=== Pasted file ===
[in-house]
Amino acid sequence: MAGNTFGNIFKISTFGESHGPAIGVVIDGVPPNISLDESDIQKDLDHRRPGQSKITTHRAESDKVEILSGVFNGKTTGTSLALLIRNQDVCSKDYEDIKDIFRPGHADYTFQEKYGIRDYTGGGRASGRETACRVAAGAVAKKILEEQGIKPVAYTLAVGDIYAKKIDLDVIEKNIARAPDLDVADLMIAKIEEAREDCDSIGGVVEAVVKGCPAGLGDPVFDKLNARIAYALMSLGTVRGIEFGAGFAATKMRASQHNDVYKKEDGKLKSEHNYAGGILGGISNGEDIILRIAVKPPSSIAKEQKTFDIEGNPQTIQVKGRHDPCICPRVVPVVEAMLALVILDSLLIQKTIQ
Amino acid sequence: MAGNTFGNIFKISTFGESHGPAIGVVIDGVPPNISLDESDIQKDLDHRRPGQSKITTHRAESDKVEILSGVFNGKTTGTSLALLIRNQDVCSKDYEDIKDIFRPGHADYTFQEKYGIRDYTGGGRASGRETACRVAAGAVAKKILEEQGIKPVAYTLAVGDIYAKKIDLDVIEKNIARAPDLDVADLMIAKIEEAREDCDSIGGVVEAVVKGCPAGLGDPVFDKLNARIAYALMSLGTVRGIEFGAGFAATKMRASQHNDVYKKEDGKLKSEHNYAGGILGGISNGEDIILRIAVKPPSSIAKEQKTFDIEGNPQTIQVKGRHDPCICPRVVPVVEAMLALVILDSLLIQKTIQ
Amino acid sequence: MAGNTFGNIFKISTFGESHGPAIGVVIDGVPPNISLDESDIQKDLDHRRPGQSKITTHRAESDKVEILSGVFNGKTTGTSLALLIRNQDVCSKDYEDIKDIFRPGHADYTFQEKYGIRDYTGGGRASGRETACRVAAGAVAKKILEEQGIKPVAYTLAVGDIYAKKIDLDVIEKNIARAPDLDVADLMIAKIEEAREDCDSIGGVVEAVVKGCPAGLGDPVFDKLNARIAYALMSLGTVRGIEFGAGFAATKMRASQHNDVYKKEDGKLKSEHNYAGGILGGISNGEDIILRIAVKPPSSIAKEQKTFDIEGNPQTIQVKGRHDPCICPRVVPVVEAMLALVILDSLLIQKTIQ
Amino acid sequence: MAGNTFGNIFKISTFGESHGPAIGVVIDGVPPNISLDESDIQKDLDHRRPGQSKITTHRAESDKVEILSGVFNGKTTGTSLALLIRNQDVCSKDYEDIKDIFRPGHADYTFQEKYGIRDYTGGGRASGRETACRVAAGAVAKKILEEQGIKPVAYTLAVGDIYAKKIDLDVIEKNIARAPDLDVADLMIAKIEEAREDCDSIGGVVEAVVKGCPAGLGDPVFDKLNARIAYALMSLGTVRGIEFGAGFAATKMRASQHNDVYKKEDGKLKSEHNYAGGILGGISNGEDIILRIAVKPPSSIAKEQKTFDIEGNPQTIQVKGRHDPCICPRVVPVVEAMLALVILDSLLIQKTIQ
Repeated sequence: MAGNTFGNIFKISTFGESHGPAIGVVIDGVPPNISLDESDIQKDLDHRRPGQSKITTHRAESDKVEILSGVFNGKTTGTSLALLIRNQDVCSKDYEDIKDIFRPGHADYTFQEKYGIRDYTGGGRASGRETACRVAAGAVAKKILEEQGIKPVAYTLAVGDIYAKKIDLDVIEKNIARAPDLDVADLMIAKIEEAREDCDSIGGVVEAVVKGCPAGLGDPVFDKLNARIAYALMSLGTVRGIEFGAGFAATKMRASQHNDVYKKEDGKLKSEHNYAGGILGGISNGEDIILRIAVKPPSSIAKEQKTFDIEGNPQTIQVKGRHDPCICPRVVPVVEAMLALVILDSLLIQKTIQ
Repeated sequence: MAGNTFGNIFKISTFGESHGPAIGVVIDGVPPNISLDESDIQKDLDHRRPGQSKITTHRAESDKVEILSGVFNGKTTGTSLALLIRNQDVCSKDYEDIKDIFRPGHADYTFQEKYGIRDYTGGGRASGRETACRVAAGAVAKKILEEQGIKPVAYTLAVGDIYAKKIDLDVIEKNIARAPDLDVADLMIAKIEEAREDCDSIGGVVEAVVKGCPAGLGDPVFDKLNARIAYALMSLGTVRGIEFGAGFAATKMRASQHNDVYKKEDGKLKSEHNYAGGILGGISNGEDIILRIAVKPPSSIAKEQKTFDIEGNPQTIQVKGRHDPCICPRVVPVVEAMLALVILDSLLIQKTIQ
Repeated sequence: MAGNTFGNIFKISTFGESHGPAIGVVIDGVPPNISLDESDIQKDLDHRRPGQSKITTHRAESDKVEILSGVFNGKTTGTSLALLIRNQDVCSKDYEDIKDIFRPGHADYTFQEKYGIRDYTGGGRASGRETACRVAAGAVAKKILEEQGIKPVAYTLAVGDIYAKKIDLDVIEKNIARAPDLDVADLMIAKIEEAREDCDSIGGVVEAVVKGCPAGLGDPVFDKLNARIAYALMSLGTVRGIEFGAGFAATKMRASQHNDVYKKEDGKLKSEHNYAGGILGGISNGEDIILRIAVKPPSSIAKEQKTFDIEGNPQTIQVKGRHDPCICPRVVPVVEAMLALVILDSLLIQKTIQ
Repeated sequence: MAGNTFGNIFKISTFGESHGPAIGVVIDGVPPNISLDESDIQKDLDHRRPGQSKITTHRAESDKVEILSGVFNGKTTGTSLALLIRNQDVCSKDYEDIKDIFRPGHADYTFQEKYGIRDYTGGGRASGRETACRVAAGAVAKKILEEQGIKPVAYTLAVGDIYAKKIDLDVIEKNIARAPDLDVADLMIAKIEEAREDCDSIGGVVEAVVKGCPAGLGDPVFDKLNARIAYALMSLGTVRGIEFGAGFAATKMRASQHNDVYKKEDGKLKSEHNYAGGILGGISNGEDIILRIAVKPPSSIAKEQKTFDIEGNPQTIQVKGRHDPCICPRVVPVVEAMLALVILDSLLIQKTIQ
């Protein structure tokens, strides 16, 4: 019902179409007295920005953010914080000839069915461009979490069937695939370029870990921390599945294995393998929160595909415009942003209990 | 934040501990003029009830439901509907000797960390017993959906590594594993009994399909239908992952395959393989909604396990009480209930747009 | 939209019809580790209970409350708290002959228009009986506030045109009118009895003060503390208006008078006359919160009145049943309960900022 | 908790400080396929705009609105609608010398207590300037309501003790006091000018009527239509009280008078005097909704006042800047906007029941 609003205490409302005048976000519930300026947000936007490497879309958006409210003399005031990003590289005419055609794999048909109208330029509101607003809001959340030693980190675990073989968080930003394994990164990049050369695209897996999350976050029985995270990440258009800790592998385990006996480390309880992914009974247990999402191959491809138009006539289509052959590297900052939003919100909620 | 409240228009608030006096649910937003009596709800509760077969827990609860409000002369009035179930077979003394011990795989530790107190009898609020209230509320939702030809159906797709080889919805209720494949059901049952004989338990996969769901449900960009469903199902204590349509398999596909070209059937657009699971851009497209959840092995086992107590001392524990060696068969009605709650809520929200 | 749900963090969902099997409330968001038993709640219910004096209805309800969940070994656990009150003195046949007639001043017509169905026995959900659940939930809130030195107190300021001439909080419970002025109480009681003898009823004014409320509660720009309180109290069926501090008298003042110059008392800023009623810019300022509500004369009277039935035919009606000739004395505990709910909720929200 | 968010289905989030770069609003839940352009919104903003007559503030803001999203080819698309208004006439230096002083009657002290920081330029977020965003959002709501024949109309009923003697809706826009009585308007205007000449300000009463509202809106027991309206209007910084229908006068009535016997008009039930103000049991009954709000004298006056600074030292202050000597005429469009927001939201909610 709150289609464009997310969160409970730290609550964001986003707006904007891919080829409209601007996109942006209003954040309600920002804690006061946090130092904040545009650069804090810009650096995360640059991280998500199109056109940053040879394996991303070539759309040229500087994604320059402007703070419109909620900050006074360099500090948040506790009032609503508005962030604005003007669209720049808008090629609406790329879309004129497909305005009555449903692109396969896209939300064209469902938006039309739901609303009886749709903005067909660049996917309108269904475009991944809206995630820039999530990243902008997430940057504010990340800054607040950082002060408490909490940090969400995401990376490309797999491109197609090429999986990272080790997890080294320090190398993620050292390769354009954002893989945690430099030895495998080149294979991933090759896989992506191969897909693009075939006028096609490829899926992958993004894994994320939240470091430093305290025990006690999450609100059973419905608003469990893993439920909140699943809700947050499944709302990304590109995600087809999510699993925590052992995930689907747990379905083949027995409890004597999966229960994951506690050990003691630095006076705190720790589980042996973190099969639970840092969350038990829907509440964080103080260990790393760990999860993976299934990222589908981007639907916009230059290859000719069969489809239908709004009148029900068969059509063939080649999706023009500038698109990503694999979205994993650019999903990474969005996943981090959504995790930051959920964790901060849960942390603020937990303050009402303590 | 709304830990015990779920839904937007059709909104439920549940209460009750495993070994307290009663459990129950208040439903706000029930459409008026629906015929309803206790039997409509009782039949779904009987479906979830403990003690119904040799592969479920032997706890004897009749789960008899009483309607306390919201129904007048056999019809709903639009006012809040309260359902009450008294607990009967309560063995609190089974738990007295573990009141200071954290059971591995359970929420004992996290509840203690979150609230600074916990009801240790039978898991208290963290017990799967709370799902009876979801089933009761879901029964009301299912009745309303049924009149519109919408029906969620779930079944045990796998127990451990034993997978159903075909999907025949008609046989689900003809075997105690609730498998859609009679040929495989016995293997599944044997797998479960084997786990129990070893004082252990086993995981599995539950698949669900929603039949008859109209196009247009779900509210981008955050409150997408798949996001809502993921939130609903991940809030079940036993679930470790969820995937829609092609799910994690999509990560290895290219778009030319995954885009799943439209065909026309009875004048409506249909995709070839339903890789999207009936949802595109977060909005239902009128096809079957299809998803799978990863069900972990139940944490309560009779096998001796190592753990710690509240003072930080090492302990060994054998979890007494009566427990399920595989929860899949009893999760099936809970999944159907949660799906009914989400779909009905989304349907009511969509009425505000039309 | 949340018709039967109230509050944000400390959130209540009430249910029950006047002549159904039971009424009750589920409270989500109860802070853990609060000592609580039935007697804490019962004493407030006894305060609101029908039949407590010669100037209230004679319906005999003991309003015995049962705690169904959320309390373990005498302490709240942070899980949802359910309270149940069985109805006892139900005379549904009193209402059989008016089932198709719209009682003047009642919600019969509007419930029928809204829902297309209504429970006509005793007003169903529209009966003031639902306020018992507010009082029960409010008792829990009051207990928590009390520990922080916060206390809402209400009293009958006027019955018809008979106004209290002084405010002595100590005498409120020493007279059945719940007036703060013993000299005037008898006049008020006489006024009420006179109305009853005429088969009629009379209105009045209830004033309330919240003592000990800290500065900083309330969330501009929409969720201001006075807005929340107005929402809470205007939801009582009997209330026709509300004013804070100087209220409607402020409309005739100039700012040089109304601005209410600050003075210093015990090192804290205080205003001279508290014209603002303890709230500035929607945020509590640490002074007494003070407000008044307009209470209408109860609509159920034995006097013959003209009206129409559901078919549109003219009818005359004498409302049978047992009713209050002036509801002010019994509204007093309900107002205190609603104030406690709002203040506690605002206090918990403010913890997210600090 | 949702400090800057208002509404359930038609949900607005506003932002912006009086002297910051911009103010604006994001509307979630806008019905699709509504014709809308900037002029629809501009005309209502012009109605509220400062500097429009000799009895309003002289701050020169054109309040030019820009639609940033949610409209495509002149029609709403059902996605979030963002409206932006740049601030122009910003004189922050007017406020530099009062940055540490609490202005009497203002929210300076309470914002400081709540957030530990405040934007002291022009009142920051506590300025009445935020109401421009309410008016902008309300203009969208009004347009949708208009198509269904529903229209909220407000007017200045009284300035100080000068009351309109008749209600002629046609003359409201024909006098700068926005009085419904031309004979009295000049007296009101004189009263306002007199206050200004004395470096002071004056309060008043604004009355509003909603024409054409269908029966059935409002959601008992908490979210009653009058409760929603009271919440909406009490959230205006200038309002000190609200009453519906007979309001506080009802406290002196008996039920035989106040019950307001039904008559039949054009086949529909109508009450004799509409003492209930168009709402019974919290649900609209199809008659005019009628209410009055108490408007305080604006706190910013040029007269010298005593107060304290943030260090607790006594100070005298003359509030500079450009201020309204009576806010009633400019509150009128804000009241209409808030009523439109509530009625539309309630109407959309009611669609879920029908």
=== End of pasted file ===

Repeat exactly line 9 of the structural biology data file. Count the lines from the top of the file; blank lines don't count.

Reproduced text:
Repeated sequence: MAGNTFGNIFKISTFGESHGPAIGVVIDGVPPNISLDESDIQKDLDHRRPGQSKITTHRAESDKVEILSGVFNGKTTGTSLALLIRNQDVCSKDYEDIKDIFRPGHADYTFQEKYGIRDYTGGGRASGRETACRVAAGAVAKKILEEQGIKPVAYTLAVGDIYAKKIDLDVIEKNIARAPDLDVADLMIAKIEEAREDCDSIGGVVEAVVKGCPAGLGDPVFDKLNARIAYALMSLGTVRGIEFGAGFAATKMRASQHNDVYKKEDGKLKSEHNYAGGILGGISNGEDIILRIAVKPPSSIAKEQKTFDIEGNPQTIQVKGRHDPCICPRVVPVVEAMLALVILDSLLIQKTIQ